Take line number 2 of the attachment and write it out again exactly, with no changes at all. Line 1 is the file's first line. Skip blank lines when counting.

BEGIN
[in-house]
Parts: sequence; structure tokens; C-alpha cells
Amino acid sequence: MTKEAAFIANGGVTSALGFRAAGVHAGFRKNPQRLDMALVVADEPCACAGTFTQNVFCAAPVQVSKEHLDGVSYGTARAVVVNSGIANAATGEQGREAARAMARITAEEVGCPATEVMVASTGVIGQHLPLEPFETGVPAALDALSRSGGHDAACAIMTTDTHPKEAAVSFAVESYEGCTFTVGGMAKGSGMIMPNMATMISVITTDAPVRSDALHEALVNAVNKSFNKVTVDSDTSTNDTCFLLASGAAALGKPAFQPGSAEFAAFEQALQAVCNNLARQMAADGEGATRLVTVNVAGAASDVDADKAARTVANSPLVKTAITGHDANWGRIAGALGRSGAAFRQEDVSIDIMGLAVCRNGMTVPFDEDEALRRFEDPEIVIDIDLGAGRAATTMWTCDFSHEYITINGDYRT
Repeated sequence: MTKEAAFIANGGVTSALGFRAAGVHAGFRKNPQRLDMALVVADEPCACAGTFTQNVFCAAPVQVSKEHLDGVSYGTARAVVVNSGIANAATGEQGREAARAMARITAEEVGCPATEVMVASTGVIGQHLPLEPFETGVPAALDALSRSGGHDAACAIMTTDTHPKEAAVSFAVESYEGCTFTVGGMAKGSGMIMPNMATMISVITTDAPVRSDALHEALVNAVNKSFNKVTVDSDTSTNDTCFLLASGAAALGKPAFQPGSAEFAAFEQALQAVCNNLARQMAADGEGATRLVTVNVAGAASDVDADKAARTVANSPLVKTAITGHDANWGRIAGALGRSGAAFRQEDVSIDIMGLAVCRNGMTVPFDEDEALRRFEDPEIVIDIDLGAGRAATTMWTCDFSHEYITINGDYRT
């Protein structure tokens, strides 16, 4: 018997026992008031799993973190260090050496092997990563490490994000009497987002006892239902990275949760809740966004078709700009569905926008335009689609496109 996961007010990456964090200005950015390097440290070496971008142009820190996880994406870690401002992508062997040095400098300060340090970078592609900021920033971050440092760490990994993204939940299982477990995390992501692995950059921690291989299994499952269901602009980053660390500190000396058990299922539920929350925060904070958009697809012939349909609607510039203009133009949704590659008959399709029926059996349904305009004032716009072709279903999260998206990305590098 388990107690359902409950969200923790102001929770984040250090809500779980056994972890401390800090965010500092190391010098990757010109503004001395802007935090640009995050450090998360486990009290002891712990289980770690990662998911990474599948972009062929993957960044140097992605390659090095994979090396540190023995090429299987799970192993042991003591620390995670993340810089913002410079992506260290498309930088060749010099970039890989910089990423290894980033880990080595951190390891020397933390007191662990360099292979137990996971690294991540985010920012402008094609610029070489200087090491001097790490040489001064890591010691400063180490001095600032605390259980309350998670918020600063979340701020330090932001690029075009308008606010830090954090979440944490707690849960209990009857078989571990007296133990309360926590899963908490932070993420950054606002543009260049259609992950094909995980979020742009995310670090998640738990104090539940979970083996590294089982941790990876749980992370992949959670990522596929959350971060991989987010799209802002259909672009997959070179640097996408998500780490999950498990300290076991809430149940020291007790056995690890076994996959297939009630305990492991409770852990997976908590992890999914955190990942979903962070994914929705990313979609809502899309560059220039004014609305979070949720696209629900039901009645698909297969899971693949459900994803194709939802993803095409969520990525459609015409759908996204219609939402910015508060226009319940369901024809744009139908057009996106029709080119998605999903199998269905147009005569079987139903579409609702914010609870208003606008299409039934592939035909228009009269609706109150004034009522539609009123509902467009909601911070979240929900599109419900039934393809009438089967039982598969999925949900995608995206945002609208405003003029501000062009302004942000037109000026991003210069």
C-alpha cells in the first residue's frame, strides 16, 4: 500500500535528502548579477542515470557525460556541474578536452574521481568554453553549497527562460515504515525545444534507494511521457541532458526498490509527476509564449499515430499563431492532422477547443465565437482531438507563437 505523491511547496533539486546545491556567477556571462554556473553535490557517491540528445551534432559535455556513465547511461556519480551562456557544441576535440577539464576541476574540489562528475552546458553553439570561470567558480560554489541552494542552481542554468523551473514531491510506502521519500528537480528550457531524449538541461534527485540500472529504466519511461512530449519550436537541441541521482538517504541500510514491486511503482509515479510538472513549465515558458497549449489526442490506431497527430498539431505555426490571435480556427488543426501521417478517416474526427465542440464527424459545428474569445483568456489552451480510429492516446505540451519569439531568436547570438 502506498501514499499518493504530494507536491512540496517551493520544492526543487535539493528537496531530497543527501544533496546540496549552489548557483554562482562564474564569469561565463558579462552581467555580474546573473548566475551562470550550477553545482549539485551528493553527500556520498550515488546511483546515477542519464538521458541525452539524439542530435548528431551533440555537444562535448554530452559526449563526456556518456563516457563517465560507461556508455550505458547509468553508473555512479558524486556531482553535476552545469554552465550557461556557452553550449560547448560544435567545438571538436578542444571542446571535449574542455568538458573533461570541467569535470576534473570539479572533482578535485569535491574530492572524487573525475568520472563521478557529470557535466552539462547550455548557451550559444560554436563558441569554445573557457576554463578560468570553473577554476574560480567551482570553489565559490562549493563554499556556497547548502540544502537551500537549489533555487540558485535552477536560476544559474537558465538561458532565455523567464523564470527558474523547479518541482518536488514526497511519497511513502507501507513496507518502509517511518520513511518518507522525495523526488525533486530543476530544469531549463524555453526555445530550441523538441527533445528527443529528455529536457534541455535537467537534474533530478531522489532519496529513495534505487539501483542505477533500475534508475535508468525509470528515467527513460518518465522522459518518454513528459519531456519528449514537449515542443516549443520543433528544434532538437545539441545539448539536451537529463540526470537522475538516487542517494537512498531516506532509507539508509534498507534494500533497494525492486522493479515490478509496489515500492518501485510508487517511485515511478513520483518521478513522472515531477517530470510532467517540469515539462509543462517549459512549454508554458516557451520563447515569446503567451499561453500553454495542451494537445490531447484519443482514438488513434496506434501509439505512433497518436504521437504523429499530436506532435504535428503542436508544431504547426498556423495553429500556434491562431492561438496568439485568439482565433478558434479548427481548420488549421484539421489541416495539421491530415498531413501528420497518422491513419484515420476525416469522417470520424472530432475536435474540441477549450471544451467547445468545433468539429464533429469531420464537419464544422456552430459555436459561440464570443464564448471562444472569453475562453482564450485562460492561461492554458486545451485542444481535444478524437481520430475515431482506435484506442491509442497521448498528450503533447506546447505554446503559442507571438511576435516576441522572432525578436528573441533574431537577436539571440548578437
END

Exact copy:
Parts: sequence; structure tokens; C-alpha cells